My cartoon defending hate speech was rejected

Unpopular opinions are not popular.

Defending hate speech is a difficult - almost impossible - position to defend.

But I’m going to try anyway.

Let’s begin with the cartoon in question. It was rejected and, to be honest, understandably so. The client would end up doing a lot of damage control because of knee-jerking sheep on Twitter who can’t think for longer than three seconds.

Vicki Momberg is going to get jail time for derogatory language.

I am not defending Vicki Momberg. I am defending a principle.

This is where leftists (and some rightists) immediately lose their sense of rationality and ability to think clearly. Two statements can be true simultaneously:

  • I believe in saying what you like.

  • I also believe that consequences are acceptable.

In other words, if you come into my home and insult my wife, then a consequence is that I will kick you out.

Another consequence is to use my freedom of speech against your freedom of speech.

But I’m cool with punishment, so what’s the problem?

Let me be clear. I don’t know Vicki Momberg and have no dog in this fight. What she did was vile and completely unnecessary. I would have punched her in the ovaries if I were on the receiving end.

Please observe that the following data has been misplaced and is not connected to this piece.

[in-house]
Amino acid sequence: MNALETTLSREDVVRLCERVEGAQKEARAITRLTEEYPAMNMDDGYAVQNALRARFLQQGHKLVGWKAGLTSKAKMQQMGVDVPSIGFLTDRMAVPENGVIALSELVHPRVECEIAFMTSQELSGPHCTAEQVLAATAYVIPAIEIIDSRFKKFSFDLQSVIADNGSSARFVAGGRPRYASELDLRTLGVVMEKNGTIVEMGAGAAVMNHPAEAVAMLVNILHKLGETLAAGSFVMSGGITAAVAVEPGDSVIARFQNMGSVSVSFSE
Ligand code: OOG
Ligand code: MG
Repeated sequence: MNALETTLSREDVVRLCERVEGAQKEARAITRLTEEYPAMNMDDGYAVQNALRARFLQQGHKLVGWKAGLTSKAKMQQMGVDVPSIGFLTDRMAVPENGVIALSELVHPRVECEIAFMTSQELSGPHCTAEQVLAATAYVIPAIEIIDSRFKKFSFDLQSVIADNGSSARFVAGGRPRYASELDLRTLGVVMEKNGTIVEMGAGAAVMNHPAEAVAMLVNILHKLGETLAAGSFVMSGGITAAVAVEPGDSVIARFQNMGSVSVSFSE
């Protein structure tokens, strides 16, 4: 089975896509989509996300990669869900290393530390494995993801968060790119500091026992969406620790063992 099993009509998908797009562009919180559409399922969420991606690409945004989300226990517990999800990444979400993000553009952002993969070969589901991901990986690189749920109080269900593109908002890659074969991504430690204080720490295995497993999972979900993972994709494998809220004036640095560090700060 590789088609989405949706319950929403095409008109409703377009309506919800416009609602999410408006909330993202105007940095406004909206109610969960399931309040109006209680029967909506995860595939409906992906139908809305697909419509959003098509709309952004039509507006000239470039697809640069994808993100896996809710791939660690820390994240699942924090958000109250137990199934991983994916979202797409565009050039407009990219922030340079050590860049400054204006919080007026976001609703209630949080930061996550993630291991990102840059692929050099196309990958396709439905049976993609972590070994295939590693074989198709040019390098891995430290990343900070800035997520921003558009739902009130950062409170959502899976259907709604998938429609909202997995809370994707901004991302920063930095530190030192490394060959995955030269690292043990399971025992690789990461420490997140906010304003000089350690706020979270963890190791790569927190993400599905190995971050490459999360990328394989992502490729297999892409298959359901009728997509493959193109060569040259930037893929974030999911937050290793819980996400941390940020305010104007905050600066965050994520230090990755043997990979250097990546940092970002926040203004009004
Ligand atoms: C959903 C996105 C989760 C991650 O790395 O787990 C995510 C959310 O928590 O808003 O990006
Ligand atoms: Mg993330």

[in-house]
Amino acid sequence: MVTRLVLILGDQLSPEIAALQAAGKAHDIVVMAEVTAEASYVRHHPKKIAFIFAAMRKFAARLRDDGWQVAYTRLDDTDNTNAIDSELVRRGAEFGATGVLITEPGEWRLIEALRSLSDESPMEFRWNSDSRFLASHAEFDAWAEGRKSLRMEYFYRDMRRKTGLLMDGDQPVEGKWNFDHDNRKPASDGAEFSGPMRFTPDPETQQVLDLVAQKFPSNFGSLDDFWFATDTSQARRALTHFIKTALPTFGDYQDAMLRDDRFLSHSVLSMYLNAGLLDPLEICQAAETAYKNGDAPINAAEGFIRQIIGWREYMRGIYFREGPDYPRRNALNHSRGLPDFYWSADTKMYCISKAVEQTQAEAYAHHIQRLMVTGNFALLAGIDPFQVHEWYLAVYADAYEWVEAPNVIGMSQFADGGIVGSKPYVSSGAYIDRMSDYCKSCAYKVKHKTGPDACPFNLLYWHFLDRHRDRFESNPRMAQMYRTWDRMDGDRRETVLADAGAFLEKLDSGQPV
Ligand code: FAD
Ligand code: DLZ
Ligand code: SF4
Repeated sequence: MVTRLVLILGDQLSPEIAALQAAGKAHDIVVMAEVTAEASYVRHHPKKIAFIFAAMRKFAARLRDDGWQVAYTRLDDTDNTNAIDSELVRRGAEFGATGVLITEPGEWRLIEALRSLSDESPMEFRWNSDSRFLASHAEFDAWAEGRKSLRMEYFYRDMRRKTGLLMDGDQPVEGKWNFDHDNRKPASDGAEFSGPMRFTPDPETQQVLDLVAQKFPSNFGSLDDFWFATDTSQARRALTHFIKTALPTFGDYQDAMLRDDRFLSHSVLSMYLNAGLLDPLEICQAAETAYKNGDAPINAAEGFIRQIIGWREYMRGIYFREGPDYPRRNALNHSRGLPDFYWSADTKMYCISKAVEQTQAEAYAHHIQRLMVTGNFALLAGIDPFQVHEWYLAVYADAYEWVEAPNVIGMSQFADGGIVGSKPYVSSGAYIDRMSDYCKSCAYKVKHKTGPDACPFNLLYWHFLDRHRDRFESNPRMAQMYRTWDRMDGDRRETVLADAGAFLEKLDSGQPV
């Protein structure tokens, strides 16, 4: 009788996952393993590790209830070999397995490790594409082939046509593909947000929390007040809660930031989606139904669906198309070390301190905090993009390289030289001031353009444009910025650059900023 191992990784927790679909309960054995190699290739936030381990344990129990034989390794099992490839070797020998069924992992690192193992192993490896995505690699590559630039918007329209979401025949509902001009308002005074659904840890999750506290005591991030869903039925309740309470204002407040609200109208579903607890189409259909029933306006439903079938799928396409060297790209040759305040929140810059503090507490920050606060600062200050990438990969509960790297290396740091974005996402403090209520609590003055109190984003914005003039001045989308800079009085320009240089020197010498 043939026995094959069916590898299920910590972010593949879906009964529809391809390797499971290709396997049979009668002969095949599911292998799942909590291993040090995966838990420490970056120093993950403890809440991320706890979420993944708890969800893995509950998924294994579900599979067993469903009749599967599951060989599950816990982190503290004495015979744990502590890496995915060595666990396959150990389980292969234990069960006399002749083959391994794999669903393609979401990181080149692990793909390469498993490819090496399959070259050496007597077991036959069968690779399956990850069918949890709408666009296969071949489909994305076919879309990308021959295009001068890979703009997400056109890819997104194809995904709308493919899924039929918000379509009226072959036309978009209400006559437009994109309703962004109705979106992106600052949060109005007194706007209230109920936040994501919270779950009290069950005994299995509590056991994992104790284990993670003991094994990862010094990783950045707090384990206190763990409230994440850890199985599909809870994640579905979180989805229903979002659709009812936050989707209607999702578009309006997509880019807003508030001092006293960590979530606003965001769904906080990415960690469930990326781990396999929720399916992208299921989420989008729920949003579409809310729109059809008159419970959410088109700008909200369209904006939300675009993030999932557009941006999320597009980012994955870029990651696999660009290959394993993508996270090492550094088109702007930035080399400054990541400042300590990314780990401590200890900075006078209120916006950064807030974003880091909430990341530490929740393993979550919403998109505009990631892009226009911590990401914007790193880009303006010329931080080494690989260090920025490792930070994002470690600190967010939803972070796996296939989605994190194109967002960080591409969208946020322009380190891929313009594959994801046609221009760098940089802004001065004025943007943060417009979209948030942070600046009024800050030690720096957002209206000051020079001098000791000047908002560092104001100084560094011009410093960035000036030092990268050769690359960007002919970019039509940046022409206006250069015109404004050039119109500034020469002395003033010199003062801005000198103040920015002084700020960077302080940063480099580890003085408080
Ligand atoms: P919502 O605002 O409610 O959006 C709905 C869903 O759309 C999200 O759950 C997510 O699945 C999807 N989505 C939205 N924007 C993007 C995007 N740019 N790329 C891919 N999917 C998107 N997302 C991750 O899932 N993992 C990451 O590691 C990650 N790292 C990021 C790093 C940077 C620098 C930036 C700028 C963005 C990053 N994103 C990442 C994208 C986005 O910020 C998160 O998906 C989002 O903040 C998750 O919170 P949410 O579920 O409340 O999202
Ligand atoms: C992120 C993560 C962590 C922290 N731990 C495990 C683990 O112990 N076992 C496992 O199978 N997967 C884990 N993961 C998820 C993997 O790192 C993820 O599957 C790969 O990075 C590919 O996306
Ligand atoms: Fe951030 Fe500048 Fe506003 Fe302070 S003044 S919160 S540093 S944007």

But are her actions worthy of state-sanctioned imprisonment?

Absolutely not.

Throwing people behind bars because of insults, is a slippery slope towards North Korea. The legal proceedings are also a costly venture at the expense of taxpayers, harming poor people the most.

This disgusting Facebook comment by Velaphi Khumalo.was taken legal.

When Velaphi Khumalo posted his grotesque comment to Facebook, many people went berserk, and for good reason.

Very few headlines resulted, and he was eventually given a slap on the wrist.

Compared to Vicki Momberg’s sentence, the double standards are glaringly obvious. Especially since Velaphi’s comment includes a call to action.

But the double standards are a topic for another blog post.

Nevertheless, out of principle, I also don’t believe that he should be jailed (or, as per the court order, forced into state-sanctioned community service). Public ridicule is a more effective alternative, in my mind. And it doesn’t burden the taxpayers.

I’m a fan of private litigation.

I don’t take issue with private litigation.

In both Vicki and Velaphi’s scenarios, no individual was defamed. But let’s say somebody emails your employer and falsely accuses you of rape, and you get fired.

There is an obvious defamation problem here, and one best left for a lawyer to claim financial restitution. Nothing wrong with that.

Hate speech is a fuzzy concept.

Here’s the thing. “Hate speech” differs from hateful speech in that “hate speech” is a globally inconsistent political construct, while hateful speech is subjective. What you might consider hateful, I might consider funny. Furthermore, hateful speech isn’t necessarily “hate speech”.

Vicki Momberg’s meltdown was not only unbelievably emotional, it was extremely hateful. She would do well with anger management sessions.

But I’m not convinced that years of jail time will rehabilitate her or cleanse her of racist thoughts. If anything, then it will probably make her more zef. And I - a taxpayer - am forced to pay for all of that.

There are a multitude of ways to deal with speech you dislike.

Using the state as a default go-to is, in my opinion, not one of them.